Fine Dining Grilling: Rack of Lamb

Fine Dining Grilling: Rack of Lamb

When it comes to "fine dining" grilling (which, yes, does exist), nothing tops a rack of lamb. While I like leg of lamb, lamb chops, and even ground lamb, nothing tops a rack. The rich and tender rib meat is a real treat.

Although prepping and grilling a rack appears to be labor intensive, it is not. Especially since it is so easy to find racks "pre-frenched," with the meat already removed from the bones. Prep time is about zero.

Speaking of bones, I love to grill meat with exposed bones. With a rack of lamb, the love multiplies times the number of bones. My stomach and my heart are easily moved by such a sight.  Plus, there is the whole-chew-meat-off-the-bone factor.

Planning a "big" dinner? This is the recipe. I've made it countless times, and it has never disappointed. Not a lamb fan? Give it a try. You might have inadvertently stumbled on a new favorite meal.

Rack of Lamb with Roasted-Shallot Vinaigrette
by Jamie Purviance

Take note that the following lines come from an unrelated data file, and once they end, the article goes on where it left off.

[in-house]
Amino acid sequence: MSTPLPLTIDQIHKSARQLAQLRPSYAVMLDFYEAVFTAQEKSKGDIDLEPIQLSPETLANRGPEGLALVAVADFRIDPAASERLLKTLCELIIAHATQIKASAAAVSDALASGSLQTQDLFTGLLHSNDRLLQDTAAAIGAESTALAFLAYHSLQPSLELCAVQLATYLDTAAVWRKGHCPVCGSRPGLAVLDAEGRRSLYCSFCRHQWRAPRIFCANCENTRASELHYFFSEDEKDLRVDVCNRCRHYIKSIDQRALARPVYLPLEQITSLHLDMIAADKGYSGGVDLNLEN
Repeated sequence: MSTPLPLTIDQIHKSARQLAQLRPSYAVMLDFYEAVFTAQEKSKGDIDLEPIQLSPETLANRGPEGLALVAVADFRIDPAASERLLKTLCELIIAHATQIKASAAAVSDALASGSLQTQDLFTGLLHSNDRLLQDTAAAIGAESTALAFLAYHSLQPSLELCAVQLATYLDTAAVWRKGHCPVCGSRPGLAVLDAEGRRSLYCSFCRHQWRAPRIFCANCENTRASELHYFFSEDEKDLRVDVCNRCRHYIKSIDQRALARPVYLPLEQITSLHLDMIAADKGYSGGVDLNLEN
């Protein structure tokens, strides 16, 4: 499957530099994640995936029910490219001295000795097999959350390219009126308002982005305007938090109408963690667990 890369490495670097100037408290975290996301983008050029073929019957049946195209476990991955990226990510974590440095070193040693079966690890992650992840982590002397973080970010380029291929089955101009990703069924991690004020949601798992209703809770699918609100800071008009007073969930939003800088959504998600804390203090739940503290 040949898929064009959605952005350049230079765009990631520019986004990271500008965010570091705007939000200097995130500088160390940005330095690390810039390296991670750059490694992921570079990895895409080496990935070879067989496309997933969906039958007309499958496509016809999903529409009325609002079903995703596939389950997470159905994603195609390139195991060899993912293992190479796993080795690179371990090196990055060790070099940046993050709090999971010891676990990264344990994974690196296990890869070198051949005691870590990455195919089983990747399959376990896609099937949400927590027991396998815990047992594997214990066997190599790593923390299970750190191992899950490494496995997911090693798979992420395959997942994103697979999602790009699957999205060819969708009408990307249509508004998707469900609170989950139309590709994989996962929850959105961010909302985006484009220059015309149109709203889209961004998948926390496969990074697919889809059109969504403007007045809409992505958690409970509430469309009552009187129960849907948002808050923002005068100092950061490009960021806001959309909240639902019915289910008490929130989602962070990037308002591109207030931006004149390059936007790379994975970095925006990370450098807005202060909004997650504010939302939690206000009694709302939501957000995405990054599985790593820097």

Prep time: 15 minutes
Grilling time: 17 to 19 minutes

Vinaigrette
1 large shallot, about 1 ounce, unpeeled
1⁄4 cup extra virgin olive oil, divided
1 tablespoon balsamic vinegar
1 teaspoon Dijon mustard
1 teaspoon finely chopped fresh thyme
1⁄2 teaspoon kosher salt
1⁄4 teaspoon freshly ground black pepper

2 racks of lamb, 1 to 11⁄2 pounds each, frenched
  Extra virgin olive oil
2 tablespoons finely chopped fresh thyme
1⁄2 teaspoon kosher salt
1⁄2 teaspoon freshly ground black pepper

1. To make the vinaigrette: Lightly brush or spray the shallot all over with a bit of the olive oil. Grill over Direct Medium heat until it is blackened in spots and very soft throughout, about 15 minutes, turning once. Remove the shallot from the grill and allow to cool. Remove and discard the peel. Finely chop the shallot and put it in a medium bowl along with the remaining vinaigrette ingredients, whisking in the rest of the olive oil to create a smooth dressing.

2. Trim any excess fat from the lamb. Allow to stand at room temperature 20 to 30 minutes before grilling. Lightly brush or spray the lamb with oil and season with the thyme, salt, and pepper. Loosely cover the bones with aluminum foil to keep them from burning. Sear, bone side down first, over Direct Medium heat until lightly browned, 2 to 4 minutes, turning once (flareups might occur). Move the lamb over Indirect Medium heat and grill to desired doneness, about 15 minutes more for medium-rare. Remove from the grill and let rest for 5 minutes before cutting into chops. Serve warm with the vinaigrette.

Makes 4 servings

What are your thoughts?